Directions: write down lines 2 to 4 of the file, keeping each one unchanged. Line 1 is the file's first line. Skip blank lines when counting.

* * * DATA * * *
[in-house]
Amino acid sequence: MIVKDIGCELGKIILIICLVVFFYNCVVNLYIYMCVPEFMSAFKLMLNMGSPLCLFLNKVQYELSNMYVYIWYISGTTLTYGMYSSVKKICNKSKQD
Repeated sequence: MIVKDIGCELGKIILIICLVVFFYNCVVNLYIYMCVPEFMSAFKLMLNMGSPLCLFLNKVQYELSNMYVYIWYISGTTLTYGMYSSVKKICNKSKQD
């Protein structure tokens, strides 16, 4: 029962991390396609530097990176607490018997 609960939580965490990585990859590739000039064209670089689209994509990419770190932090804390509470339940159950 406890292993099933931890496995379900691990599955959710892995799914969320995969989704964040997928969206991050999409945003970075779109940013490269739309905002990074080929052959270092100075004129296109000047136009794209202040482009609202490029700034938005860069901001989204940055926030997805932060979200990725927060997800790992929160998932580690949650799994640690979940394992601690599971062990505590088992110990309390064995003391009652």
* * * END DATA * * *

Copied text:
Amino acid sequence: MIVKDIGCELGKIILIICLVVFFYNCVVNLYIYMCVPEFMSAFKLMLNMGSPLCLFLNKVQYELSNMYVYIWYISGTTLTYGMYSSVKKICNKSKQD
Repeated sequence: MIVKDIGCELGKIILIICLVVFFYNCVVNLYIYMCVPEFMSAFKLMLNMGSPLCLFLNKVQYELSNMYVYIWYISGTTLTYGMYSSVKKICNKSKQD
């Protein structure tokens, strides 16, 4: 029962991390396609530097990176607490018997 609960939580965490990585990859590739000039064209670089689209994509990419770190932090804390509470339940159950 406890292993099933931890496995379900691990599955959710892995799914969320995969989704964040997928969206991050999409945003970075779109940013490269739309905002990074080929052959270092100075004129296109000047136009794209202040482009609202490029700034938005860069901001989204940055926030997805932060979200990725927060997800790992929160998932580690949650799994640690979940394992601690599971062990505590088992110990309390064995003391009652």